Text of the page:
Чинарёв Александр Александрович

Младший научный сотрудник (Лаборатория углеводов)

Тел.: +7 (495) 330-03-00

Эл. почта: chinarev@carb.ibch.ru

Избранные публикации

  1. Bovin N.V., Tuzikov A.B., Chinarev A.A. (2008). Oligoglycines: Materials with unlimited potential for nanotechnologies. Nanotechnologies in Russia 3 (5-6), 48–61 ID:241
  2. Gambaryan A.S., Boravleva E.Y., Matrosovich T.Y., Matrosovich M.N., Klenk H.D., Moiseeva E.V., Tuzikov A.B., Chinarev A.A., Pazynina G.V., Bovin N.V. (2005). Polymer-bound 6' sialyl-N-acetyllactosamine protects mice infected by influenza virus. Antiviral Res. 68 (3), 116–23 [+]

    To develop a mouse model for testing receptor attachment inhibitors of human influenza viruses, the human clinical virus isolate in MDCK cells A/NIB/23/89M (H1N1) was adapted to mice by serial passaging through mouse lungs. The adaptation enhanced the viral pathogenicity for mice, but preserved the virus receptor binding phenotype, preferential binding to 2-6-linked sialic acid receptors and low affinity for 2-3-linked receptors. Sequencing of the HA gene of the mouse-adapted virus A/NIB/23/89-MA revealed a loss of the glycosylation sites in positions 94 and 163 of HA1 and substitutions 275Asp-->Gly in HA1 and 145Asn-->Asp in HA2. The four mouse strains tested differed significantly in their sensitivity to A/NIB/23/89-MA with the sensitivity increasing in the order of BALB/cJCitMoise, C57BL/6LacSto, CBA/CaLacSto and A/SnJCitMoise strains. Testing of protective efficacy of the polyacrylamide conjugate bearing Neu5Acalpha2-6Galbeta1-4GlcNAc trisaccharide under conditions of lethal or sublethal virus infection demonstrated a strong protective effect of this preparation. In particular, aerosol treatment of mice with the polymeric attachment inhibitor on 24-110 h after infection completely prevented mortality in sensitive animals and lessened disease symptoms in more resistant mouse strains.

  3. Bovin N.V., Tuzikov A.B., Chinarev A.A., Gambaryan A.S. (2004). Multimeric glycotherapeutics: new paradigm. Glycoconj. J. 21 (8-9), 471–8 [+]

    The general principle of anti-adhesion therapy is the inhibition of microorganism adhesion to the host cell with the help of a soluble receptor analog. Despite an evident attractiveness of the concept and its long existence, the therapeutics of the 'post-antibiotic era' have not yet appeared. This can be explained by the contradictoriness of requirements for anti-adhesion drugs: to be efficient a drug must be multivalent, i.e. large molecule, but to obtain FDA approval it should be a small molecule. A way to overcome this contradiction is self-assembly of glycopeptides. The carbohydrate part of glycopeptide is responsible for binding with the lectin of microorganisms, whereas a simple peptide part is responsible for an association to the so-called tectomers. Depending on the structure, tectomers are formed either spontaneously or upon promotion of a microorganism. In particular, sialopeptide, which is capable of converting to a tectomer only in the presence of the influenza virus, has been obtained. Thus, the new strategy of anti-adhesion therapy can be formulated as follows: (1) identification of oligosaccharide-receptor for a particular virus (bacteria); (2) optimization of the peptide part; (3) conventional trials. The expected advantages of this strategy are the following: (i) no polymer; (ii) a virion completely covered with a tectomer, i.e. blocking is both complete and irreversible; (iii) rapid and rational lead identification and optimization; (iv) minimum side effects; (v) potential for microorganism resistance to natural receptor is lower than in the case of mimetics.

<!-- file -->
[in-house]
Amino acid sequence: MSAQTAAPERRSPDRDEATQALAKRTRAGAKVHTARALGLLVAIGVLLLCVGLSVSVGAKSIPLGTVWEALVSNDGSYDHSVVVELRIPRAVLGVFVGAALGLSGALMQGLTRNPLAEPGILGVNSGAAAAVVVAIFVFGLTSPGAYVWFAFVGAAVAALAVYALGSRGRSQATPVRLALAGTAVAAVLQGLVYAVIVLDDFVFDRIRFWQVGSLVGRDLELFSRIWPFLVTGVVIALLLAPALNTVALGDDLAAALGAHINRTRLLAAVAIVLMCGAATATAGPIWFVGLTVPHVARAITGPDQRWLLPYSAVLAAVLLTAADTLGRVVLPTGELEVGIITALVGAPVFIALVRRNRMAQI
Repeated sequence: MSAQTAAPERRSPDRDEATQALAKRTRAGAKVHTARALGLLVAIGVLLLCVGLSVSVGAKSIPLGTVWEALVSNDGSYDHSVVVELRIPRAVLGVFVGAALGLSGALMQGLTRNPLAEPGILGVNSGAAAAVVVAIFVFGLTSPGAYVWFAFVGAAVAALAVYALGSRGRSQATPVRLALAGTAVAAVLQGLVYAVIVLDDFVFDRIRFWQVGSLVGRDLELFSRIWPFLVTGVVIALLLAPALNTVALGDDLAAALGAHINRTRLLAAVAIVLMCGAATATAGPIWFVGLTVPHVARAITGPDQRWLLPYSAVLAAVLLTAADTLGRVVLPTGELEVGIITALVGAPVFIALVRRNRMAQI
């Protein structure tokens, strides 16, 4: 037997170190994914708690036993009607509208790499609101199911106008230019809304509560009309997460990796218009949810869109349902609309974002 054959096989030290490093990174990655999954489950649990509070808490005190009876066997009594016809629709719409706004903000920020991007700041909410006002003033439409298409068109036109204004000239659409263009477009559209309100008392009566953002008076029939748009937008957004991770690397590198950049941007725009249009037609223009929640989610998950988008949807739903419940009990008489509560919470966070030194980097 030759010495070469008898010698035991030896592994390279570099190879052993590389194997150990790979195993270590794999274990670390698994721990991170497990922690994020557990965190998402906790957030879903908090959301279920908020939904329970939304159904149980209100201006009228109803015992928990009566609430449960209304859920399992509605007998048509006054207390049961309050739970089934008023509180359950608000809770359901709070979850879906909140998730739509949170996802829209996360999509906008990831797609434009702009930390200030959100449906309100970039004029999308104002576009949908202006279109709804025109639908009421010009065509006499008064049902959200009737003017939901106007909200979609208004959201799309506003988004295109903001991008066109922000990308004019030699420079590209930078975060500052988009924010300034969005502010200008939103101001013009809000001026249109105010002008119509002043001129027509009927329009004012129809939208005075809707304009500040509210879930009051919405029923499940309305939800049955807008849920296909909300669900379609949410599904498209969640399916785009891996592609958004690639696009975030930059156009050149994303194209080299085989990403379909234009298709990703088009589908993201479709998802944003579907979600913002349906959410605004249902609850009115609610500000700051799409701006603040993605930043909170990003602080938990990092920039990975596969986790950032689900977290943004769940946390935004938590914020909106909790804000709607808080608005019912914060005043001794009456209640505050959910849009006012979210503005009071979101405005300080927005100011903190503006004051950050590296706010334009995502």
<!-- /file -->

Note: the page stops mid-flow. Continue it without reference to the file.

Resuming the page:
4. Tuzikov A.B., Chinarev A.A., Gambaryan A.S., Oleinikov V.A., Klinov D.V., Matsko N.B., Kadykov V.A., Ermishov M.A., Demin I.V., Demin V.V., Rye P.D., Bovin N.V. (2003). Polyglycine II nanosheets: supramolecular antivirals? Chembiochem 4 (2-3), 147–54 [+]

    Tetraantennary peptides [glycine(n)-NHCH(2)](4)C can form stable noncovalent structures by self-assembly through intermolecular hydrogen bonding. The oligopeptide chains assemble as polyglycine II to yield submicron-sized, flat, one-molecule-thick sheets. Attachment of alpha-N-acetylneuraminic acid (Neu5Acalpha) to the terminal glycine residues gives rise to water-soluble assembled glycopeptides that are able to bind influenza virus multivalently and inhibit adhesion of the virus to cells 10(3)-fold more effectively than a monomeric glycoside of Neu5Acalpha. Another antiviral strategy based on virus-promoted assembly of the glycopeptides was also demonstrated. Consequently, the self-assembly principle offers new perspectives on the design of multivalent antivirals.